The federal government has published a report flagging the need to diversify the export industry to lower supply chain risks without once referencing trade tensions with China.
A joint trade committee has recommended Australia should diversify its exports into other countries and limit exposure to foreign economies which threaten Australia's interests and national security.
Despite recommending the government and intelligence agencies take steps to prevent foreign interference in relation to trade and investment, it does not flag the recent souring relations with China which has slapped a number of crippling tariffs on Australian exporters.
"The committee recommends that the Australian government, including intelligence agencies, take steps to increase industry awareness of national security and national interest risks in relation to trade and investment, particularly for sensitive and critical sectors," recommendation six reads.
The strategy also hinges on diversifying into India and other south-east Asian nations such as Vietnam.
The government is taking "a targeted approach to assisting business seeking to diversify," the report says, and is "actively reviewing" supply chain risks and vulnerabilities.
The spat with the nation's largest trading partner is widely understood to have begun after Australia led calls for the establishment of an international investigation into the origins of COVID-19.
China has applied tariffs on wine, barley, beef, seafood and certain resources, with the Chinese Ministry of Commerce claiming some Australian exporters have been dumping product to drive down prices.
Australia has taken the anti-dumping allegation to the World Trade Organization in regards to the wine industry, which saw tariffs of more than 200 per cent on imports into China.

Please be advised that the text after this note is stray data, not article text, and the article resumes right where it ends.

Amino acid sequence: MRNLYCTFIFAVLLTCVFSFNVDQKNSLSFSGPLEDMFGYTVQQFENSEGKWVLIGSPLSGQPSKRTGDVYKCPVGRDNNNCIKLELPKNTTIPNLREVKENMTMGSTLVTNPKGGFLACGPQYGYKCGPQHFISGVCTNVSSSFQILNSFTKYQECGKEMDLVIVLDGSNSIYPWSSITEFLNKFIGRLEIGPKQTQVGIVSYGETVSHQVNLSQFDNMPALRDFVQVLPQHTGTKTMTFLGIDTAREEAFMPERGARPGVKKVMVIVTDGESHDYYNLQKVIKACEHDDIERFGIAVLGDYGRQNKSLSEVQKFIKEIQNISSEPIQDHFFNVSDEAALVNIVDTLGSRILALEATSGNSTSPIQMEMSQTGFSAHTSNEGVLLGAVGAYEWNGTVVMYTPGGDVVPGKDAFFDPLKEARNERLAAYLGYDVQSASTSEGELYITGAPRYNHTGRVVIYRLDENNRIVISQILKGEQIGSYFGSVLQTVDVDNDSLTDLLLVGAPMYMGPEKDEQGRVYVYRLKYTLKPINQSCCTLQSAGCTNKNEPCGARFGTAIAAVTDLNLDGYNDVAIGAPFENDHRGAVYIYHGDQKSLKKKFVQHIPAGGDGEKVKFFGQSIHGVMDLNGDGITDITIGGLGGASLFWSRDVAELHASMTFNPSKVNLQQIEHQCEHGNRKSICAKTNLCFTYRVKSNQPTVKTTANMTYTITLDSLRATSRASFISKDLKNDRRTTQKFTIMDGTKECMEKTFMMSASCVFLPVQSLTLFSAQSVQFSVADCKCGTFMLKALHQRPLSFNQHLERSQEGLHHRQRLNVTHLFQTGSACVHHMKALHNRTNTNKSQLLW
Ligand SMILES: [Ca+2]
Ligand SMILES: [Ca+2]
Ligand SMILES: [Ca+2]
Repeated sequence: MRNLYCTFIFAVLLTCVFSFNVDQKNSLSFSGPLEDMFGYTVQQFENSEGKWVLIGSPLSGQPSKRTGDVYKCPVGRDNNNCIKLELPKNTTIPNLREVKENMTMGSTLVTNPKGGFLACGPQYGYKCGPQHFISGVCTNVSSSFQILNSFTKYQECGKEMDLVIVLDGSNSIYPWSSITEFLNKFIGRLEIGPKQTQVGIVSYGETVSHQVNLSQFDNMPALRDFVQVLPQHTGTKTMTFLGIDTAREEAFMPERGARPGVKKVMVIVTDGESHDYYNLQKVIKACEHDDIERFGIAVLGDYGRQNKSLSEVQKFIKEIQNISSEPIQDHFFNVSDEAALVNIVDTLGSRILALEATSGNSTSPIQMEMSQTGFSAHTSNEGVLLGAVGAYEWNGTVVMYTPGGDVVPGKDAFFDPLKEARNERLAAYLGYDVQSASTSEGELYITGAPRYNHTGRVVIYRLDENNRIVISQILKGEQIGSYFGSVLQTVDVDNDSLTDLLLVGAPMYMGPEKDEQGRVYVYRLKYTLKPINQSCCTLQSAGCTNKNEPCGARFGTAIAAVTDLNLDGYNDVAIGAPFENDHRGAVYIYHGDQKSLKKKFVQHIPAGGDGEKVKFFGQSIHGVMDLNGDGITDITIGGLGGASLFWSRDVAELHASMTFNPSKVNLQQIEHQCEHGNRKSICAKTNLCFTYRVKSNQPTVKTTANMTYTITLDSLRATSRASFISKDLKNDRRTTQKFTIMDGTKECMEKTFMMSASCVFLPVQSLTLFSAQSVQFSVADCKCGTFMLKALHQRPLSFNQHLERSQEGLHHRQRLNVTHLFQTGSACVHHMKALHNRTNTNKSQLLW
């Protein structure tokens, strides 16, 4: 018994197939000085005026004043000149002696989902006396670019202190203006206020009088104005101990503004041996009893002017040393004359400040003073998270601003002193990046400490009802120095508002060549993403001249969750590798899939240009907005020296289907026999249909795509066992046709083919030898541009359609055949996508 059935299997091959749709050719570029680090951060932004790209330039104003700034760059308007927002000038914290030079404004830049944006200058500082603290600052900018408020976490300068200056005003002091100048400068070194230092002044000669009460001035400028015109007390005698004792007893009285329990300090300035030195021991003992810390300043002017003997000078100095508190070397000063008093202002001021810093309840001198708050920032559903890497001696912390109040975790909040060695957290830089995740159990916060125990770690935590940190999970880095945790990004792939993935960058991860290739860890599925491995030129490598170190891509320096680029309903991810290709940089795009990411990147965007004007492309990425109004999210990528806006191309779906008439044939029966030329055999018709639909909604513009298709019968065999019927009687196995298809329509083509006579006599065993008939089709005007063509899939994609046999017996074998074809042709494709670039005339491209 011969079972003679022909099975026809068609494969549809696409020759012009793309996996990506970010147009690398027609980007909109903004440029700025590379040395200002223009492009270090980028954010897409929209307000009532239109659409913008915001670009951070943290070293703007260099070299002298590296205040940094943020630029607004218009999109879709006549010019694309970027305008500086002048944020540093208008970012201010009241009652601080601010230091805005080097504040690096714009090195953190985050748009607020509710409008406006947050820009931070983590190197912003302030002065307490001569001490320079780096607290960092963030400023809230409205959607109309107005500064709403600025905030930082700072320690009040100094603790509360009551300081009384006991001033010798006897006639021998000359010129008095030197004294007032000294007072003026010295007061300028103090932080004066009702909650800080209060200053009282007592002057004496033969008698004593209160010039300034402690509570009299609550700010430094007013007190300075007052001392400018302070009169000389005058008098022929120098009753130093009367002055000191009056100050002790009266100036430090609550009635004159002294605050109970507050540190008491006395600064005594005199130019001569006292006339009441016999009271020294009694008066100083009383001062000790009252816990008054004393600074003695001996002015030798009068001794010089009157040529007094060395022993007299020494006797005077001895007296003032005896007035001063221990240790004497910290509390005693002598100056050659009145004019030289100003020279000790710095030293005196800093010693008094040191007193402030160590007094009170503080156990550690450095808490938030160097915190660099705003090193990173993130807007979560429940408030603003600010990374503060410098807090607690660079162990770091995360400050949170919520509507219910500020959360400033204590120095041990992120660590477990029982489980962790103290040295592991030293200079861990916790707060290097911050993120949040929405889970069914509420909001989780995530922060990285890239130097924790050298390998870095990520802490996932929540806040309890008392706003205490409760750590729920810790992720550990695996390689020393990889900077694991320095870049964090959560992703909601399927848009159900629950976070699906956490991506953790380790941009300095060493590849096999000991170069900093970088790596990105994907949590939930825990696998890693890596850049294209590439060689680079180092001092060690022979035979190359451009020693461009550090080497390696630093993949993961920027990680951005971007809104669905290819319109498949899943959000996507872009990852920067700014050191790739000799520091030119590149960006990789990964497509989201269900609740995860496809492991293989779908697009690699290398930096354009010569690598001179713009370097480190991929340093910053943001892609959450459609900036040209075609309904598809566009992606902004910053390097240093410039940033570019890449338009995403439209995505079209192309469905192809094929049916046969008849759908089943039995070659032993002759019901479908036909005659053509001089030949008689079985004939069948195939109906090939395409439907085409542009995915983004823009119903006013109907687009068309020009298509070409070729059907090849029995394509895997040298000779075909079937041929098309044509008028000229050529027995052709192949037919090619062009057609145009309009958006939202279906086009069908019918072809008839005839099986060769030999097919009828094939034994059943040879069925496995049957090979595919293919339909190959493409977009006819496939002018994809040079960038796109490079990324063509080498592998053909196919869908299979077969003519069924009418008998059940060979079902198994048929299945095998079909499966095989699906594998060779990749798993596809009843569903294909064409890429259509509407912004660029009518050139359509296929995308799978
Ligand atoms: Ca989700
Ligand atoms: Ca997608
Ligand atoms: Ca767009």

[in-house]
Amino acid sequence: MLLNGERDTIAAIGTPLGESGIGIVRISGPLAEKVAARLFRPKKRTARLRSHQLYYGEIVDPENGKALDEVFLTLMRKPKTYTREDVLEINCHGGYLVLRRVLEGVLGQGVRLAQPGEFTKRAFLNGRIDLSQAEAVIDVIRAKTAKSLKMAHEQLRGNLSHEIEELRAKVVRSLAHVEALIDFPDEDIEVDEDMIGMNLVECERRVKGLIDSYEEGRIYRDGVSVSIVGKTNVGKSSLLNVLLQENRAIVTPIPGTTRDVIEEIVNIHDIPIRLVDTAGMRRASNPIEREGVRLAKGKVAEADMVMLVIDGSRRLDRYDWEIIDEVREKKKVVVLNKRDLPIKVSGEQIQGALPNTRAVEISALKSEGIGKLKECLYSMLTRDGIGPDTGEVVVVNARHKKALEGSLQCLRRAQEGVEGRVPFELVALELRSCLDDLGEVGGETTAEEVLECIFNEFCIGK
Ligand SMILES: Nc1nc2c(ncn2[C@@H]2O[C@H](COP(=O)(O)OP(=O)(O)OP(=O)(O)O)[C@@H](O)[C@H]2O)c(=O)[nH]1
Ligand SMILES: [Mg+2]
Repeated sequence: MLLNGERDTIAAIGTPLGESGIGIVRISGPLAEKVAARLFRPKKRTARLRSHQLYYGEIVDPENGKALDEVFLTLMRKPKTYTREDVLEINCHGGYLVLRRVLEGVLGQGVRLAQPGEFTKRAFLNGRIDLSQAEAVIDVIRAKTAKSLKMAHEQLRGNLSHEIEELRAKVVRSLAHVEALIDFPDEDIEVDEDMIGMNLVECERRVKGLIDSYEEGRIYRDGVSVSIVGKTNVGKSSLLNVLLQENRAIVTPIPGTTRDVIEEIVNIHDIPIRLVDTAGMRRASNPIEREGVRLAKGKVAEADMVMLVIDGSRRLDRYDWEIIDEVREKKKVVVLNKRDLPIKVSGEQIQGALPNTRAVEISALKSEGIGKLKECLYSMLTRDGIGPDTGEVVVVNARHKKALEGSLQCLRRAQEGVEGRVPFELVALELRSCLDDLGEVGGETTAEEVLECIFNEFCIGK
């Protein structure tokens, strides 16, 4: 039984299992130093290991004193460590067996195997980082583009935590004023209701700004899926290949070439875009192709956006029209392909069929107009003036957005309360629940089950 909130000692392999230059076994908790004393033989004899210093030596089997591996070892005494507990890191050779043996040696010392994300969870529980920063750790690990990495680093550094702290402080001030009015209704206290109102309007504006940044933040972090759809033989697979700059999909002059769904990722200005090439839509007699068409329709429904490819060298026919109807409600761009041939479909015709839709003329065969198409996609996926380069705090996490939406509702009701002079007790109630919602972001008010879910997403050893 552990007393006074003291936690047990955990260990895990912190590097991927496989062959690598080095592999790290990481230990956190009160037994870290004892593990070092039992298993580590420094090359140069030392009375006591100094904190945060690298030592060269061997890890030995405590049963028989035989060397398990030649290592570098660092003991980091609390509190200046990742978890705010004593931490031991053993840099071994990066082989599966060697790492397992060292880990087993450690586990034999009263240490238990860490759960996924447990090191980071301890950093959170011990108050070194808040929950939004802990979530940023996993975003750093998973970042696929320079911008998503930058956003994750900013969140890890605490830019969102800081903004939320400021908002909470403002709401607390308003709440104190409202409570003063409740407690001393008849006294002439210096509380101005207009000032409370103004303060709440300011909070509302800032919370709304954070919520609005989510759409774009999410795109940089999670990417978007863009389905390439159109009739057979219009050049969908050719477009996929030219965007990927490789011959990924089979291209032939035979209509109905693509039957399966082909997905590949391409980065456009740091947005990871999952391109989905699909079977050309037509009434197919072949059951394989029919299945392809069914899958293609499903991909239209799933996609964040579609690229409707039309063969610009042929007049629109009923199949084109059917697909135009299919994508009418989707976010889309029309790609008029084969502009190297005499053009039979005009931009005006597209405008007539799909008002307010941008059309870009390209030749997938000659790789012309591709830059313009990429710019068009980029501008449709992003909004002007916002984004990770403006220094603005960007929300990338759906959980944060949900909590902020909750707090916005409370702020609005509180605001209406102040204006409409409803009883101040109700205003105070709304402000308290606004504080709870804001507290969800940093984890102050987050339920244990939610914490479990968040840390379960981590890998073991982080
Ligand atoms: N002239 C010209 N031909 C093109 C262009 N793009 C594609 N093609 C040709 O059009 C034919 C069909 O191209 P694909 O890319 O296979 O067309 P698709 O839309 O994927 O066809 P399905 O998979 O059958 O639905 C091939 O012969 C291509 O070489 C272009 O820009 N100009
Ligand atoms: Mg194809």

The committee report also notes Australia should increase its domestic manufacturing capabilities for critical industries such the medical, food and beverage, defence and space industries.
China is referenced within the report twice: once in relation to the current Australia-China free-trade agreement and a second time regarding the importance of students learning Asian languages.
In one recommendation, the committee says the federal government needs to investigate whether the 99-year lease of the Port of Darwin to a Chinese company is a sovereignty risk and whether it should be revoked in the national interest.
It is understood foreign relations laws do not cover the acquisition of the port as it controlled by a private company and not a government-owned entity.
"The lease arrangement associated with the Port of Darwin is not within the scope of the Foreign Arrangements Scheme," the report states.
"The scheme is focused on state and territory arrangements with foreign governments and does not cover arrangements with corporations that operate on a commercial basis.
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